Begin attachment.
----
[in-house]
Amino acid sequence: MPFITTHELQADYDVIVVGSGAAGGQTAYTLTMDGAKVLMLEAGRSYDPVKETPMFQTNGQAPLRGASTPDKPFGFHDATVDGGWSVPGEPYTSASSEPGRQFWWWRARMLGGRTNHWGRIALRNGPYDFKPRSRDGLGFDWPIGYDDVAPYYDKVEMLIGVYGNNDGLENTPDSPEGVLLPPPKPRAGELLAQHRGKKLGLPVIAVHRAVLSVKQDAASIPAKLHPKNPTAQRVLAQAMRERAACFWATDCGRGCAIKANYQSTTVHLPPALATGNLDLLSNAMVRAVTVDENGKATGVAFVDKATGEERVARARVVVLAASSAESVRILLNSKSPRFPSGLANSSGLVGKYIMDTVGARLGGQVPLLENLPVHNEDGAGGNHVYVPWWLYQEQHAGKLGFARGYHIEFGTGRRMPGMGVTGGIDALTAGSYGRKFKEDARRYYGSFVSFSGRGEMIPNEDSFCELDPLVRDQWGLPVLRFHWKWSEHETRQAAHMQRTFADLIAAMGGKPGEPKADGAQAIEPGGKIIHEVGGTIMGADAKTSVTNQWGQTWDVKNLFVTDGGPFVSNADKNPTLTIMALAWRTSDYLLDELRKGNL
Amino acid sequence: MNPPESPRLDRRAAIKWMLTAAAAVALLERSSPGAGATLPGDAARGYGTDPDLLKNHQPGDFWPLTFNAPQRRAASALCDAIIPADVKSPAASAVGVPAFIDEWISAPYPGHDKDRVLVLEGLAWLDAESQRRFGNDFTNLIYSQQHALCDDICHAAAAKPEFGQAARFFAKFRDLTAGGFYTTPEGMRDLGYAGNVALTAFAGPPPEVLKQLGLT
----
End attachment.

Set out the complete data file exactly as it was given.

[in-house]
Amino acid sequence: MPFITTHELQADYDVIVVGSGAAGGQTAYTLTMDGAKVLMLEAGRSYDPVKETPMFQTNGQAPLRGASTPDKPFGFHDATVDGGWSVPGEPYTSASSEPGRQFWWWRARMLGGRTNHWGRIALRNGPYDFKPRSRDGLGFDWPIGYDDVAPYYDKVEMLIGVYGNNDGLENTPDSPEGVLLPPPKPRAGELLAQHRGKKLGLPVIAVHRAVLSVKQDAASIPAKLHPKNPTAQRVLAQAMRERAACFWATDCGRGCAIKANYQSTTVHLPPALATGNLDLLSNAMVRAVTVDENGKATGVAFVDKATGEERVARARVVVLAASSAESVRILLNSKSPRFPSGLANSSGLVGKYIMDTVGARLGGQVPLLENLPVHNEDGAGGNHVYVPWWLYQEQHAGKLGFARGYHIEFGTGRRMPGMGVTGGIDALTAGSYGRKFKEDARRYYGSFVSFSGRGEMIPNEDSFCELDPLVRDQWGLPVLRFHWKWSEHETRQAAHMQRTFADLIAAMGGKPGEPKADGAQAIEPGGKIIHEVGGTIMGADAKTSVTNQWGQTWDVKNLFVTDGGPFVSNADKNPTLTIMALAWRTSDYLLDELRKGNL
Amino acid sequence: MNPPESPRLDRRAAIKWMLTAAAAVALLERSSPGAGATLPGDAARGYGTDPDLLKNHQPGDFWPLTFNAPQRRAASALCDAIIPADVKSPAASAVGVPAFIDEWISAPYPGHDKDRVLVLEGLAWLDAESQRRFGNDFTNLIYSQQHALCDDICHAAAAKPEFGQAARFFAKFRDLTAGGFYTTPEGMRDLGYAGNVALTAFAGPPPEVLKQLGLT